Kellie Kidwell, the librarian at Jamestown Lower Elementary within the Hudsonville Public School system, has been fond of libraries as long as she can remember. When Kidwell was growing up, her mother would read her bedtime stories every single night—setting her up for success with reading at school.
Perhaps even more important, it deepened their bond and created lifelong connections with stories and characters.
Since March 17, 2020, Kidwell has been filming videos of her reading children's books aloud and uploading them to YouTube for all to see—an important effort since their last day of in-person learning ended on March 13 because of the COVID-19 pandemic.
"I sent many of my students home with extra library books that day, but—like most others—planned on returning after a month," said Kidwell, whose building serves students in pre-kindergarten through second grade. "The reality of the threat of the pandemic started to set in pretty quickly though and I started to brainstorm ways that I could connect with students virtually."
Kidwell reflected on what had been done in the past to reach students at home.
"My principal had created video book read-alouds when we had a series of snow days last year that were really popular with our students," said Kidwell, noting one of her favorite parts of being an elementary school librarian is reading aloud to students. "I know my own kids enjoy watching and listening to books being read, so I thought I would give it a try."
Kidwell has been prerecording two to three videos per week and is planning to provide teachers at the school with links to a few new videos each week, to share in their Google Classrooms.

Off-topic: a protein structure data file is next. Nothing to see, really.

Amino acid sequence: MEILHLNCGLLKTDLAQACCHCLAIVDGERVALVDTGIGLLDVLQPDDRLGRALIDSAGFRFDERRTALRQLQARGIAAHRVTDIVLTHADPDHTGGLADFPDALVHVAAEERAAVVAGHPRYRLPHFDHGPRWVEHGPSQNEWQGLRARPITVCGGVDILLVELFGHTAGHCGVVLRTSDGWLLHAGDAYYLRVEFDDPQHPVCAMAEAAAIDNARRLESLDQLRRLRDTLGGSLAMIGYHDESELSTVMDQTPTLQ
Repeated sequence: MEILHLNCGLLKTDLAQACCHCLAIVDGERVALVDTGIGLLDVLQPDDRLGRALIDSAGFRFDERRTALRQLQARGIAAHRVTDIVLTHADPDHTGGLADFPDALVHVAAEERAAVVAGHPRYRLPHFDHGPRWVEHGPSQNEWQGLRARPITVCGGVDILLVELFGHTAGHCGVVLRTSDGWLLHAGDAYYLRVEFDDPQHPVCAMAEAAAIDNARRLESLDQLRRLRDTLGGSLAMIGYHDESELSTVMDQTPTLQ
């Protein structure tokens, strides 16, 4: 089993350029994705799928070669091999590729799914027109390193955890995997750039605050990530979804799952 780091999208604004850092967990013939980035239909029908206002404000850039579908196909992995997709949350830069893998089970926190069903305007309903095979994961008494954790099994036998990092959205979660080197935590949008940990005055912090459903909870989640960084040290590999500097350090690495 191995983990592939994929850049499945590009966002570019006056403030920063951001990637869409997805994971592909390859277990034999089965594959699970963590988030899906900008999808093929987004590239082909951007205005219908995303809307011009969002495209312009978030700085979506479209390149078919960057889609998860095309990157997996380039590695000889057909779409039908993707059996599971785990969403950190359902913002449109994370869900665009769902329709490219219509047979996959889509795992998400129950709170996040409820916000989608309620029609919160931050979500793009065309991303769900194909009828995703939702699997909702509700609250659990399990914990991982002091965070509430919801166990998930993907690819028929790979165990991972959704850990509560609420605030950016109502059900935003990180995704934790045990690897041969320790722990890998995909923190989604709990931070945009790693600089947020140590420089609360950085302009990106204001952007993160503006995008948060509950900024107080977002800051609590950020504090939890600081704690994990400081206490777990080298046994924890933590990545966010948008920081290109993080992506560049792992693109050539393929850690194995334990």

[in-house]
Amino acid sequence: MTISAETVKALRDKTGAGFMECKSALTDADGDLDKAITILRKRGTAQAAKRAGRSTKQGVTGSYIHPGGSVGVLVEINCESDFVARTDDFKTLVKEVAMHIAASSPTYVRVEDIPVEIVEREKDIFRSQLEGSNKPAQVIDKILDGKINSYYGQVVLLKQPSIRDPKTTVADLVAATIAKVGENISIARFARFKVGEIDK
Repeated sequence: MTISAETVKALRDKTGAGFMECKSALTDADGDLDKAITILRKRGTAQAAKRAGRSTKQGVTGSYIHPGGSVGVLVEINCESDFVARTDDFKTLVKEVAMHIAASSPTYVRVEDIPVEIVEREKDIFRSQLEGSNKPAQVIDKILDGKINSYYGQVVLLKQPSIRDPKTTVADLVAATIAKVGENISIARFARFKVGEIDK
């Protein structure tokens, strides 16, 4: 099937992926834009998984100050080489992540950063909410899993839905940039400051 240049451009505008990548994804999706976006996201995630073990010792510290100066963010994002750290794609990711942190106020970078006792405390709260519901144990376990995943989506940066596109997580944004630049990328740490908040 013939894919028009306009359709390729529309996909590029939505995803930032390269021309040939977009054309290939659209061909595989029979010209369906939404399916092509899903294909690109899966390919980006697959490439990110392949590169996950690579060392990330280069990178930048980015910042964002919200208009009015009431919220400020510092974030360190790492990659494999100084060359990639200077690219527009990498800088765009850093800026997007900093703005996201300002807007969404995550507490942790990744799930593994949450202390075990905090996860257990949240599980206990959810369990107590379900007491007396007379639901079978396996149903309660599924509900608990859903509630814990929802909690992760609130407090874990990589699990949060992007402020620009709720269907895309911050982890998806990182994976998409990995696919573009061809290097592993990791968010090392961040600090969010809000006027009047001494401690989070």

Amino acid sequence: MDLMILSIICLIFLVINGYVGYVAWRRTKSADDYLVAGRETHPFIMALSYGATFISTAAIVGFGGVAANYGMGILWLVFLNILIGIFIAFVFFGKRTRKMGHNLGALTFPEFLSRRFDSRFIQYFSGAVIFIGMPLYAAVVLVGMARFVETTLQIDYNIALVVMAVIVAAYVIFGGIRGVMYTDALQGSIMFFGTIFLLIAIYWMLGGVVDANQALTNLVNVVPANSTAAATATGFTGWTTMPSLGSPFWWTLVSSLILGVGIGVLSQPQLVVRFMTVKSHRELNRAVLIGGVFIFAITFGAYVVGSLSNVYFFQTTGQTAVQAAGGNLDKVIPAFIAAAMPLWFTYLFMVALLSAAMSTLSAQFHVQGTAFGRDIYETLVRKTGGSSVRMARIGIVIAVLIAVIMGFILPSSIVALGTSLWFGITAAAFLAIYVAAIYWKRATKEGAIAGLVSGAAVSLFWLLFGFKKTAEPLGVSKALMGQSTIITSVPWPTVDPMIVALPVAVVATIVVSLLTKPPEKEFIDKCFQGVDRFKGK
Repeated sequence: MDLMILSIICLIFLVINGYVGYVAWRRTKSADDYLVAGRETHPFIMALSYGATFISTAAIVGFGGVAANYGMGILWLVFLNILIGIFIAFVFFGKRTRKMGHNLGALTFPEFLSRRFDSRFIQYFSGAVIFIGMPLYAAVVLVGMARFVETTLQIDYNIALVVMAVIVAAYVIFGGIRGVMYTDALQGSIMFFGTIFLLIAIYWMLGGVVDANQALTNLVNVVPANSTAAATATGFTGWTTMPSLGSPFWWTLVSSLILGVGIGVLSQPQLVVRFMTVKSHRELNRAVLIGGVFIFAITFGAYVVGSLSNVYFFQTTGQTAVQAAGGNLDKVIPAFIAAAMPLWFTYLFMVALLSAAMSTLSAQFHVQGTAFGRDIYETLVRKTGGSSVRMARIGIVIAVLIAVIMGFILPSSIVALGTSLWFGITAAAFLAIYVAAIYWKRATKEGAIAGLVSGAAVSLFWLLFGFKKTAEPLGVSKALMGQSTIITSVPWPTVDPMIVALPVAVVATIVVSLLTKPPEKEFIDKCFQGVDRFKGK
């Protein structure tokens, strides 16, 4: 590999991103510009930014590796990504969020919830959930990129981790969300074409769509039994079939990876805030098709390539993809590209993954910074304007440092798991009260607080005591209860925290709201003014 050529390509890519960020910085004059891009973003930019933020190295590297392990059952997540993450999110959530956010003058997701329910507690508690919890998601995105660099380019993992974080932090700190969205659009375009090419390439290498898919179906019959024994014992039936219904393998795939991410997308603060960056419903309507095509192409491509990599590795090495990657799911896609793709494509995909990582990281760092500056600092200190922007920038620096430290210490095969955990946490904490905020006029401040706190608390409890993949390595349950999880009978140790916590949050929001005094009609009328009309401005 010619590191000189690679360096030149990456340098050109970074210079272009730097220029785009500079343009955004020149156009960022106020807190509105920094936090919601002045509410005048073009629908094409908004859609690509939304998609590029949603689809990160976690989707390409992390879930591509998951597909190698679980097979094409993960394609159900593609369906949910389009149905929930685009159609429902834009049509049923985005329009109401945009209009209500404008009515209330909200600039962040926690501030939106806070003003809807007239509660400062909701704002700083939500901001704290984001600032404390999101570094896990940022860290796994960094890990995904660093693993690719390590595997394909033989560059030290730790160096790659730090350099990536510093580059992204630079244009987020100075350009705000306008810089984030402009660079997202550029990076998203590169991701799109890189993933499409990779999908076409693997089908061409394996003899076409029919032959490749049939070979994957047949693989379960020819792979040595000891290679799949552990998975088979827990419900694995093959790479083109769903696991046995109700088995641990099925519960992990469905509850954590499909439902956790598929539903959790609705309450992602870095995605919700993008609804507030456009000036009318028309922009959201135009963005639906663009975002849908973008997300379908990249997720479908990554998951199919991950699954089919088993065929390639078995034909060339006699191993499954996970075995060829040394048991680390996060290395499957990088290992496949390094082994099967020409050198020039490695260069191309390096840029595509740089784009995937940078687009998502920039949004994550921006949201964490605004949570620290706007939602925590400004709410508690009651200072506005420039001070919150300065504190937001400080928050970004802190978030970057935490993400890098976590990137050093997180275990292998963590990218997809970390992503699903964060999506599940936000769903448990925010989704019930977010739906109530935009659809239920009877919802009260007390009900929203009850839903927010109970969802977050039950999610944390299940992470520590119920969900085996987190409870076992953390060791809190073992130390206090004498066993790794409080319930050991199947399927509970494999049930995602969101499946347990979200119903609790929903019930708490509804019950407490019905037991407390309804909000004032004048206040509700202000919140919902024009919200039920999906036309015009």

"So far, I've only been reading picture books," said Kidwell, adding that most books have been family favorites or requests from students. "Now, I will also start reading chapter books that second graders can listen to in installments."
Kidwell looks for books that will appeal to boys and girls and have an element of humor.
"I miss hearing their giggles!"
Though Kidwell's original focus was reaching her own students, she's thrilled that—because of friends sharing the video links on their own social media pages—other children can benefit from them.
"I had a really great librarian in middle school that was very encouraging and made it a priority to really get to know her students," said Kidwell. "I know that through reading, students can get absorbed into places and characters that will entertain them and grow their imaginations."
Kidwell has received positive feedback, both from grateful parents and her principal, MacKenzie Stefanich, who's proud of Kidwell and loves that she's found a way to share her love of books and reading with students when they can't be in the library.
Learning to read is one thing, but loving to read will help students be successful with their other classwork for the rest of their school careers.
"The students at my school are used to seeing me every single day," said Kidwell, who holds three jobs at the school: librarian, noon hour aide and office clerk. "I'm a familiar face and I have made great connections with them. I hope that being able to see me through the videos will be comforting and reassuring to them."
With everything "normal" about school having been ripped away, Kidwell still thinks one of the most valuable things for the age group she works with is relationship building.
"I make it my goal every school year that I will know all of the student's names by mid-October and so far, I've been successful! Kids desire to be seen and known just as much as adults do—maybe more. My hope is that when they see my face and hear my voice on the videos, they will feel calm and connected as if they were in the library with me."
When thinking about the future, Kidwell is excited to continue being the librarian at Jamestown Lower Elementary—what she considers her calling and dream job—for many years to come.
To share the love of reading with your children and students, view Kidwell's videos.
Written by Sarah Suydam, Staff Writer for West Michigan Woman.
Photos courtesy of Kellie Kidwell.